After creating the master I often comb through the content and break things down to key points as some of the other comments mention. However, because I deal frequently with cross-cultural presentations where language can be a barrier, the amount of content and presentation of that content differs. For instance, when there are language barriers the audience may prefer to read the presentation almost as if it were a book. In this case more information can be included paragraph style instead of key points.

    As a presenter, I feel it is important to engage the audience and encourage feedback. This can sometimes be difficult, especially in larger audiences. The best large scale presentations I’ve seen take the form of a narrative or conversation with the audience. It can be tricky keeping a presentation from becoming a lecture. I think what separates the two is when the presenter explains why the information he/she is covering is relevant to the discussion.

    I think the hardest thing to make really work in a presentation are charts and graphs. They need to be done in a way that easily makes sense and is appropriate to the audience. As the previous comment says, when they’re done right, you sit up and pay attention.

    Overall, I would like to see a course that covered creating (and using) master templates, creating relevant charts and graphs, and how to engage the audience.

  4. Garth says:

    Don’t start with PowerPoint!

    If you are going to give a presentation/speech/training event, start with the main ideas or points you are trying to convey. Write those on a piece of paper (or in your word processor of choice)!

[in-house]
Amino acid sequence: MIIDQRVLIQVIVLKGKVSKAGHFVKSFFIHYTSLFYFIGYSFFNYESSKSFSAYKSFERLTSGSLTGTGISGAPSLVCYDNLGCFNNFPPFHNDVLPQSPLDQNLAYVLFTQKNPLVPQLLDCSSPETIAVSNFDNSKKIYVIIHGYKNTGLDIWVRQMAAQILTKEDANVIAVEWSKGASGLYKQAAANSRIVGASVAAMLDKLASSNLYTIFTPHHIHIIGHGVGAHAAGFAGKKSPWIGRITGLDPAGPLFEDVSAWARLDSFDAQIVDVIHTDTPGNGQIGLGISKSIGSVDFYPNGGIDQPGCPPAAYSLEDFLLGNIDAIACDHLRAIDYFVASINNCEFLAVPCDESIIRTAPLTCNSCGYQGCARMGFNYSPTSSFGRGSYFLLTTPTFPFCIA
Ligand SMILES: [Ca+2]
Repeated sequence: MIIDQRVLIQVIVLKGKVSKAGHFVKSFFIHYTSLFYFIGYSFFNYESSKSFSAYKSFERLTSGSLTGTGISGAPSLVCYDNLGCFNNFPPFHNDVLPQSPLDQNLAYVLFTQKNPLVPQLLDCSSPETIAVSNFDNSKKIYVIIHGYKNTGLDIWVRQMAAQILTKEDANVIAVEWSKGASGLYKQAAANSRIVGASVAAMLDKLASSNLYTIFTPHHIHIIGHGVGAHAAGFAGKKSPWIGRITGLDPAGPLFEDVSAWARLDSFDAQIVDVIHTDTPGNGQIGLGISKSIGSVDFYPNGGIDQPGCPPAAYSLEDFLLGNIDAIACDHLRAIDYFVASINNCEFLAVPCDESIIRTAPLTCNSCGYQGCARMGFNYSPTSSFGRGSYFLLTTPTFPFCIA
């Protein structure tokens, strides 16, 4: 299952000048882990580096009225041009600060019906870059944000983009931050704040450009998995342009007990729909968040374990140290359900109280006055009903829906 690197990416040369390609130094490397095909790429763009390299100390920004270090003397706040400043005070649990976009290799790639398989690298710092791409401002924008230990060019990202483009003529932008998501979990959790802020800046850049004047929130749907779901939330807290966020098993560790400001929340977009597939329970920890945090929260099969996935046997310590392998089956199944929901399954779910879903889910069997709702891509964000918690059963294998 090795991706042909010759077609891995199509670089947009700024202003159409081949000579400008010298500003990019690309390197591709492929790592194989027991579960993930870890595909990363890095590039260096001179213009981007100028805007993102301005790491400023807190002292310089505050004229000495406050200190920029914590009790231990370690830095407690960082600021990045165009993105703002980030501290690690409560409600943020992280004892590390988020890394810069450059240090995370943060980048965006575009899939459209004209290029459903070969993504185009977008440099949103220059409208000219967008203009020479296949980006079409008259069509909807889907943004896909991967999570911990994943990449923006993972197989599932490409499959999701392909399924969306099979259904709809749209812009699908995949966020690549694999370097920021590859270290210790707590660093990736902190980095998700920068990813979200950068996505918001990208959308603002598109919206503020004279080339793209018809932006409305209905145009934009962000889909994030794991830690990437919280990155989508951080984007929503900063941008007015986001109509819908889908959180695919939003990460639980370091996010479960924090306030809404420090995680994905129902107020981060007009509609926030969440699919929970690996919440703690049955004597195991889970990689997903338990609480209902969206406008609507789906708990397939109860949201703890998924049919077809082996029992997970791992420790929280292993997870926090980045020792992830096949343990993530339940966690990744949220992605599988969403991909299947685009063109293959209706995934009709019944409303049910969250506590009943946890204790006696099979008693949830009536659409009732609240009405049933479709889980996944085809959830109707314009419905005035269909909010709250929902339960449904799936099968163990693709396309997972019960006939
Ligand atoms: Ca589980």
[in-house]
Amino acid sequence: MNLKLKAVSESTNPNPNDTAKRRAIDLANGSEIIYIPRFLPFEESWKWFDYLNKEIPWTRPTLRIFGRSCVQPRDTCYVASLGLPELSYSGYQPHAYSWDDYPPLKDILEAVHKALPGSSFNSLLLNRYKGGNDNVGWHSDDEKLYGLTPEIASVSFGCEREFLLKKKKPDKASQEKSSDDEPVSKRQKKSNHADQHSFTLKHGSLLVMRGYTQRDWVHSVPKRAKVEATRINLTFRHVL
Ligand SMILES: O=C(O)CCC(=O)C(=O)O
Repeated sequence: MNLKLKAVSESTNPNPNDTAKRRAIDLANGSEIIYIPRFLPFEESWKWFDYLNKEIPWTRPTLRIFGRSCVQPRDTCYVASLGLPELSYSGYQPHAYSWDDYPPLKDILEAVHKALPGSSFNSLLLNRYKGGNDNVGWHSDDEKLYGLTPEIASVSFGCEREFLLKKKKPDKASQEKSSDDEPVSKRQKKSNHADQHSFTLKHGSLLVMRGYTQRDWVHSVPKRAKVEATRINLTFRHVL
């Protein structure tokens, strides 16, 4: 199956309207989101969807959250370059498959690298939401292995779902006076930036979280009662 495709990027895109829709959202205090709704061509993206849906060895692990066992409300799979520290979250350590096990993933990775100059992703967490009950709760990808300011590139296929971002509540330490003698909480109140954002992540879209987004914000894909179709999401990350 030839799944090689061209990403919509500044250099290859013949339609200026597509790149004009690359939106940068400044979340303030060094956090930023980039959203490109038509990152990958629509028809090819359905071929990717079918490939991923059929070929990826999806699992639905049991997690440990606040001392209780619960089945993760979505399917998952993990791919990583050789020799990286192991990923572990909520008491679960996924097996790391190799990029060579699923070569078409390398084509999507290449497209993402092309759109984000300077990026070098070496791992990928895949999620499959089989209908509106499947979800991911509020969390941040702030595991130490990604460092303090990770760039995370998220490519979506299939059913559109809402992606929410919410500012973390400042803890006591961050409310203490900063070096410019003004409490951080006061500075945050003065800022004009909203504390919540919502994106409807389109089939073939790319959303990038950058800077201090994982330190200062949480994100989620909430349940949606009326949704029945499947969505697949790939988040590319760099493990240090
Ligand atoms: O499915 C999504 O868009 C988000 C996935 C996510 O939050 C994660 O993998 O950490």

Now write out how these have value – as an AUDIENCE MEMBER!

    Next, figure out how you will get across your points based on the value they have to the audience.

    LAST, fire up PowerPoint and put your plan into action. As far as how to use PP: use only the BLANK and TITLE ONLY layouts. This forces you to think about what you are putting on the slide and avoids the deadly ‘fill in the bullets’ mentality that comes oh-so-naturally to most when we open up a new slide.

  5. Janet says:

    After watching Lynda’s interview with Nancy Duarte and reading Slide:ology, I took it upon myself to try and change the way our corporation creates presentations. So far it’s been well received. It’s been the practice here to fill the slides from edge to edge and then print and distribute. I’m trying to get presentation developers to put all the facts in the notes and use the slide to visually reinforce the message. I have been given an internal web page to provide templates and teaching aids. I’ll let you know how it goes.

  6. Kevin says:

    One very important thing is never put anything on the screen that you don’t speak about. Only put information that you intend to explain. Don’t ever go below 24 point font. . .28 is even better. .and understand the differences between a serif and sans serif font .. between say Times New Roman vs. Arial Black. . .script fonts are a no no. . .be clear, clean and don’t jam too much info on one slide. . .and forget the fancy dancy transitions etc. . .fade through black is fine.

  7. Paul says:

    I’d like answers to these two questions:

    - Assuming a slide has 4 (bullet) points, is it better to have all points visible on slide entry or to reveal the points one by one?

    - If the latter, is it better to start talking about the point shortly before revealing it, on revealing it, or shortly after revealing it?

    PS. I have a strong aversion to any presentation with bouncing, flying, exploding, pulsating (etc.) text or transitions.

  8. Wow. These are all very impressive, well-written responses. I think Lynda.com should hire them all to do a “group project” of the next presentation title.

Leave a Reply